Full disclosure here, I don’t really wear the clothes. Is that what you were thinking? Nooo…even with catering to several kinds of butt (the diva! The flirt! The Rockstar!) apparently my butt is an anomaly, it looks good in none them. Maybe the socks? Yes, the socks. And tank tops for sure. Possibly I have a pair of yoga pants or two…but honestly? For me, it’s a little more about the game. Some people play Candy Crush. I play this: Find the cheapest item, factor in the current sale that day, the coupon in your wallet, the special secret code you found online and ka-ching! You won! (never mind that you won a boxy T-shirt the colour of January sky that goes with absolutely nothing at all).
Suddenly – an issue!! One of the shirts rang in at $12.97! Feeling a little ungrateful – after all, $12.97 was a decent price (okay, dirt cheap, but this was Old Navy). I pointed out to the cashier that the item was actually on sale for $5.00.
The cashier. That’s when I really saw her. She was different. No smiling face radiating the “We love working here!” ethic. In fact…gasp! A frown? What is this?? She was very fashionable, though. Would it be, um…kind of mean to point out that she was dressed in a way that said, I will work at Old Navy on my journey to Banana Republic and from there, on to management and then to ruling the world...but will not be caught dead in Old Navy clothes - please. Loads of clunky jewelry and glossy, straight hair. Her eyebrow shot up as she stared me down condescendingly. “This is the price it’s coming up as.” She stated. Her crisp British accent did not add to her warmth. She did not offer to check.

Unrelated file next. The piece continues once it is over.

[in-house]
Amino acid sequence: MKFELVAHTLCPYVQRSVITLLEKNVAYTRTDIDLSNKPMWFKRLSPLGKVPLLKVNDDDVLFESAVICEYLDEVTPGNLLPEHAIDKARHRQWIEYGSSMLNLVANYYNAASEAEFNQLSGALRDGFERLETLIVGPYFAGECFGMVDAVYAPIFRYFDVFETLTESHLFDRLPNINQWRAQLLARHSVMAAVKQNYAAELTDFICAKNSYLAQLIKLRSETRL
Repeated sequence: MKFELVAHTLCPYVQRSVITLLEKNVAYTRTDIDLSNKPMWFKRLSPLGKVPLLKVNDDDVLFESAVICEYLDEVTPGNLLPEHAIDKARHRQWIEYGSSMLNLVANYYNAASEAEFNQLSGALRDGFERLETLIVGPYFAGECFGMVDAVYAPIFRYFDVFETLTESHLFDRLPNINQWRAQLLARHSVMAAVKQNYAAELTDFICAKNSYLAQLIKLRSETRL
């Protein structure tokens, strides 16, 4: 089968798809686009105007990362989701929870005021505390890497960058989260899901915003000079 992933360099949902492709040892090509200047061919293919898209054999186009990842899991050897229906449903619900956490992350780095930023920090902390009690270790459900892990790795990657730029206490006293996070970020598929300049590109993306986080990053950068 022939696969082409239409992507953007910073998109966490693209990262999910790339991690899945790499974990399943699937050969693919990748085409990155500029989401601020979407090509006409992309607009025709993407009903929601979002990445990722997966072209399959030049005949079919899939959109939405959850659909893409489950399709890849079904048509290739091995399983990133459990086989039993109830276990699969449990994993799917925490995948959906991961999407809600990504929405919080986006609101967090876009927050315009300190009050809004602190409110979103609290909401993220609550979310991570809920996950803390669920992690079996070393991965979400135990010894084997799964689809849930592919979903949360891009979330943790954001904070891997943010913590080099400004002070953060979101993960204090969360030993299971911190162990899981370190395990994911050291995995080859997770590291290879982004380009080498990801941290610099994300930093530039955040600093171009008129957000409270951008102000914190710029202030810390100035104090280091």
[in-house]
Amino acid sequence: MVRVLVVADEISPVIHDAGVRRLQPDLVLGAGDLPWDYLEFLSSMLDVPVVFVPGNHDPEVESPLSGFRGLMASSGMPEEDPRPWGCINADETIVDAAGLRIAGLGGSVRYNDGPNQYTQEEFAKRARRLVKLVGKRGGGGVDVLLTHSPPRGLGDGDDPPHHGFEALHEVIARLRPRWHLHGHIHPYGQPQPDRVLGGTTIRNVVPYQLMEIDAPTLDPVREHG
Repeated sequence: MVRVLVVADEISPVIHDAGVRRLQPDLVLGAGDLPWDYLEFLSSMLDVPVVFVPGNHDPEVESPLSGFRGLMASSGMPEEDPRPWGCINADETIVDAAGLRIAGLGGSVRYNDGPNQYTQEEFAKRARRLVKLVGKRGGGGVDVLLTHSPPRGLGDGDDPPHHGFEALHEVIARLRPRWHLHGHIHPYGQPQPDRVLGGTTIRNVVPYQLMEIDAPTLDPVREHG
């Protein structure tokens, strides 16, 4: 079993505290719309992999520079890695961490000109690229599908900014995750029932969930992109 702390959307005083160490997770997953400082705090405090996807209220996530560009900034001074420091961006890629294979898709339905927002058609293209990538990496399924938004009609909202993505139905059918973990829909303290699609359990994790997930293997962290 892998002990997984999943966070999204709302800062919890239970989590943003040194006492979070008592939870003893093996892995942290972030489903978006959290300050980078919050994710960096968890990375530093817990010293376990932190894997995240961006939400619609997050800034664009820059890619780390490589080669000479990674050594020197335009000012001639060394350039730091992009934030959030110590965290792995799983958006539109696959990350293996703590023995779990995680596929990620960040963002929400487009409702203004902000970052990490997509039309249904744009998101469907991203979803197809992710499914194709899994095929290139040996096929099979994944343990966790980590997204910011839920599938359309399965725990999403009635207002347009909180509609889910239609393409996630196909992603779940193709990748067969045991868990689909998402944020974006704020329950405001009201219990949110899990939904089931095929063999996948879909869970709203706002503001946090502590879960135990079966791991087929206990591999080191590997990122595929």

“It's just that there were lots of shirts marked down, maybe this one just got missed?” I feebly argued, a little intimidated. She sighed hugely and in a patronizing a tone as possible, “it’s been mistagged, ma'am.” She waited, holding up the shirt with one hand (one finger, actually, if there was any doubt for her disdain) and the other hand palm up, waiting for my decision. Deflated and no longer in the mood to argue, I acquiesced. Fine. I don’t want it.” Irritated at having to speak more than necessary to a lowly customer, she proceeded to angrily ring in the other identical 5 shirts in the pile. They all came up $5.00. I waited for any acknowledgement from swishy-hair. There was none.
Swishy hair taught me something. Although it’s not exactly a life lesson, it’s something to consider on the road to enlightenment (which is just past the mall on the left…you pass the Whole Foods and follow the sunset) She taught me that all Old Navy employees are not all cheerful. Imagine! It is an unfair stereotype.
Learn. Grow. Be open.
(if you have a tendency towards cynicism, steer clear of Whole Foods…)